Yea, honestly, learning a new alphabet/script is one of the most satisfying quick rewards you can get from studying a new language, and a task you can do by yourself as an solo learner. Again, no magic answers, take a look for some charts on the internet, you'll be fine. Korean hangul especially is a joy to learn and has a genuine logical construction, perfect for not getting you frustrated.
I think there was an idea with Steve talking to learners from lingq about each language, and maybe having a little starter talk for each one, not sure how far it got.
Why would you want to be told what you should do? I thought we were independent learners here. I have taught myself Cyrillic and Arabic. No doubt, others have done the same and more, so where is the problem?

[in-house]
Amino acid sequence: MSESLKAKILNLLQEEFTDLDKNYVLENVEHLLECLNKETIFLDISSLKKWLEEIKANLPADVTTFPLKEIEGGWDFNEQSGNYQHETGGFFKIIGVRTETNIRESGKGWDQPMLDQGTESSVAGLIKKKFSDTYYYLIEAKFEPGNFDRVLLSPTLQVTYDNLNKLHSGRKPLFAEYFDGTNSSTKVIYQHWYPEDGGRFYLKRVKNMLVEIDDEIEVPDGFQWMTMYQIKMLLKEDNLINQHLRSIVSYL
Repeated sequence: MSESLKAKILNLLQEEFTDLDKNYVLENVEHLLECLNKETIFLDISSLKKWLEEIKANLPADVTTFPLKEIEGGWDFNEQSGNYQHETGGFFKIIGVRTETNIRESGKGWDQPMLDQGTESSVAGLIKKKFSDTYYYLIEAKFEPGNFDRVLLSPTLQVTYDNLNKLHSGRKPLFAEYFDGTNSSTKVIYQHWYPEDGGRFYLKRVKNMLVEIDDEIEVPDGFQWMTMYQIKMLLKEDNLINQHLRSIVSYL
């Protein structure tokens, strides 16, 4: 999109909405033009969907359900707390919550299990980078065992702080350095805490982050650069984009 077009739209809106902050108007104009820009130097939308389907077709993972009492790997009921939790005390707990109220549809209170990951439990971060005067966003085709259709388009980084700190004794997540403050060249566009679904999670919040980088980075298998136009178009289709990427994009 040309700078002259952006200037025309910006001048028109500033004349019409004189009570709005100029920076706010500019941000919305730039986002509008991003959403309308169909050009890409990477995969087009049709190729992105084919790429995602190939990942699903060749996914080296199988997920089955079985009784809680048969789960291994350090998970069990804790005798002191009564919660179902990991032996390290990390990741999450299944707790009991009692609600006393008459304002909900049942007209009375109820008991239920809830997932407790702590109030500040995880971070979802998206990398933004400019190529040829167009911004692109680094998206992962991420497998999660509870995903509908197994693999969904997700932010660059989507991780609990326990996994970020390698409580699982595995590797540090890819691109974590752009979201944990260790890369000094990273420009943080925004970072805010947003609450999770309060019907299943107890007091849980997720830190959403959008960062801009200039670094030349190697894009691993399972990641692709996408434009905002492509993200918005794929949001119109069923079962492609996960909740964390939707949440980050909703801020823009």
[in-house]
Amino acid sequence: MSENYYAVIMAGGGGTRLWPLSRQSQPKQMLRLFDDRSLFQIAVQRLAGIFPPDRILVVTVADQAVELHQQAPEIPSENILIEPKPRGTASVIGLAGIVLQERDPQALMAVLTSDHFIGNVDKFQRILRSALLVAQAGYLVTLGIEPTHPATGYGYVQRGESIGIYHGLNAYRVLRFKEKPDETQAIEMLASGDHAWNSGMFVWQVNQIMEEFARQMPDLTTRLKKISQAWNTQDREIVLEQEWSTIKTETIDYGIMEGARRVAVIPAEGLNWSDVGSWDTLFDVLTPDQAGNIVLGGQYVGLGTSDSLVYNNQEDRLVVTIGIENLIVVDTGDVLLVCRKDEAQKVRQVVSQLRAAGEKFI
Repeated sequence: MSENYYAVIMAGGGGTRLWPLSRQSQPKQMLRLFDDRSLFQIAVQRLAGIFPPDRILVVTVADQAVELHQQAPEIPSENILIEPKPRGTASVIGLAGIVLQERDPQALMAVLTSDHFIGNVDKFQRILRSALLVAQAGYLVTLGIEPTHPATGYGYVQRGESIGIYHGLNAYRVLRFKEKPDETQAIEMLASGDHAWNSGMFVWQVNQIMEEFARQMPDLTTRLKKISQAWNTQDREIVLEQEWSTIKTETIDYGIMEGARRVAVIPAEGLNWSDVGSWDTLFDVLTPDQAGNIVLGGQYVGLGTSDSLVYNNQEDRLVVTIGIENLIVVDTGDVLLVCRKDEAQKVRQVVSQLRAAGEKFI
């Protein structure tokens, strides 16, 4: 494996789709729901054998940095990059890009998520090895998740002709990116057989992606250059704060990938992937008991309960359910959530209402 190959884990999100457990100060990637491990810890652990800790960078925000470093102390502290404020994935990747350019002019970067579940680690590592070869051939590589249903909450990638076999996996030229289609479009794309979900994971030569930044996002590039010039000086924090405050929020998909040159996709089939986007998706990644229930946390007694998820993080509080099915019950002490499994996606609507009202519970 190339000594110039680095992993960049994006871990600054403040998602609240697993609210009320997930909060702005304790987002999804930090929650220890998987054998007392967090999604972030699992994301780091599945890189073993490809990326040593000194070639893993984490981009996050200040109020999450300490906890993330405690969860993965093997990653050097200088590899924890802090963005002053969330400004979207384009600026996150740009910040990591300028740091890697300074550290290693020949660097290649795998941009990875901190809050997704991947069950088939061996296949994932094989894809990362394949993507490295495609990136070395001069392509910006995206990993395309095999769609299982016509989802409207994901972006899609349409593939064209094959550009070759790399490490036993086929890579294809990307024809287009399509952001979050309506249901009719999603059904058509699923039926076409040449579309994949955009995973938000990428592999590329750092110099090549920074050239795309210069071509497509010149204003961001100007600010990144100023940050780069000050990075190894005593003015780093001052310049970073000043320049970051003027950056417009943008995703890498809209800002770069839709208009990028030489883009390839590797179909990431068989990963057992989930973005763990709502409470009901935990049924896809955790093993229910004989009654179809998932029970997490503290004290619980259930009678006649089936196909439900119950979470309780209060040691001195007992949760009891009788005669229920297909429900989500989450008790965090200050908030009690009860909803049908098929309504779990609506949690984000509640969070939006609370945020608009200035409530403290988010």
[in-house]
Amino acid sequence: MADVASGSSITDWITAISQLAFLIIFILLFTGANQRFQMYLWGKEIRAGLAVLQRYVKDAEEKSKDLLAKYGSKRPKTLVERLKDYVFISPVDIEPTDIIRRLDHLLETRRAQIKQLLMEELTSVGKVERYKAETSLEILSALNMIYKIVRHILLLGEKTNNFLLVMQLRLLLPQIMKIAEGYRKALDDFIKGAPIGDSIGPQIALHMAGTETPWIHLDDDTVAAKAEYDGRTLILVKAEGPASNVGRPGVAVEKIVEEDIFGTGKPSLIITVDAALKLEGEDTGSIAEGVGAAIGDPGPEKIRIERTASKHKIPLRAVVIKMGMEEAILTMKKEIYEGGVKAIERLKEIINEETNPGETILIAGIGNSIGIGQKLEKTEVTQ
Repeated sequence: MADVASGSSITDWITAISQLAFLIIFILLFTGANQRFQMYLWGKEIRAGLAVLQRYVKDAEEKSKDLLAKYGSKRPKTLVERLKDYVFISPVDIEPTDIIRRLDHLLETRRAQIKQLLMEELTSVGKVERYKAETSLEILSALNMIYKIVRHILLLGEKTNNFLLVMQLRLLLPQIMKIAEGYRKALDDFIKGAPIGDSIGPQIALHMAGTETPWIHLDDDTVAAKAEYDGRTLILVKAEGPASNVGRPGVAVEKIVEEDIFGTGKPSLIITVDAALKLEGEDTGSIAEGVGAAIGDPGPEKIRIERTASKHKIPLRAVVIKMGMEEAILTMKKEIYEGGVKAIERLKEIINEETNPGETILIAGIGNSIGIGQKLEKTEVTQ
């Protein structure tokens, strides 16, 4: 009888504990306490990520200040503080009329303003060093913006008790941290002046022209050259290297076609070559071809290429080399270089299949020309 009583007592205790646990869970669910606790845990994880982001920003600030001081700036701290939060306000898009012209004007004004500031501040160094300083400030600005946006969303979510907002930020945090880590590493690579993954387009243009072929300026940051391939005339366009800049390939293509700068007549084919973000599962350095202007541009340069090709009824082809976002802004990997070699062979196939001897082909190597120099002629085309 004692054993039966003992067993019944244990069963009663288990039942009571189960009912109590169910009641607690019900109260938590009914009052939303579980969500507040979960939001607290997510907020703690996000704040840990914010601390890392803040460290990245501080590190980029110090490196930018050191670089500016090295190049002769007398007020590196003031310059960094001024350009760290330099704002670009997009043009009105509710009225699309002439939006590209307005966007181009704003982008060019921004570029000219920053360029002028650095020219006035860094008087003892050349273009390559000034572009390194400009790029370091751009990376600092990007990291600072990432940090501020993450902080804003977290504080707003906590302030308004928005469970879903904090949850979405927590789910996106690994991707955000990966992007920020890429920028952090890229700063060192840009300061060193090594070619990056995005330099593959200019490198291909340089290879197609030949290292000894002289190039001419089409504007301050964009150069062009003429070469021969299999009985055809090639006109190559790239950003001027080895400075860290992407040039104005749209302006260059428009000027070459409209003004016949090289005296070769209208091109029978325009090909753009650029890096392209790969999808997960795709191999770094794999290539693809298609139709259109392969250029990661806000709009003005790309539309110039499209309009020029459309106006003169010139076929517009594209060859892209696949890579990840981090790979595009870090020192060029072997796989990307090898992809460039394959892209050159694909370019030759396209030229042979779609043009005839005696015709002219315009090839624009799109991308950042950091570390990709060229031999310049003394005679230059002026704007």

I would expect that LingQ gives users some guidance how to tackle a new script, like Korean, Arabic, Japanese or Chinese. Learning Korean I ask myself whether I should use some transliteration to help me memorizing the pronounciation. But LingQ has no answers to this question.
It's dead easy to enter "korean alphabet" in a major search engine. Mine had this as the first hit:
I don't speak for lingq but as cool as it would be for lingq to be an Alll inclusive language learning program , your idea ( although it probably has already been thought of by previous members ) raises more questions and problems ....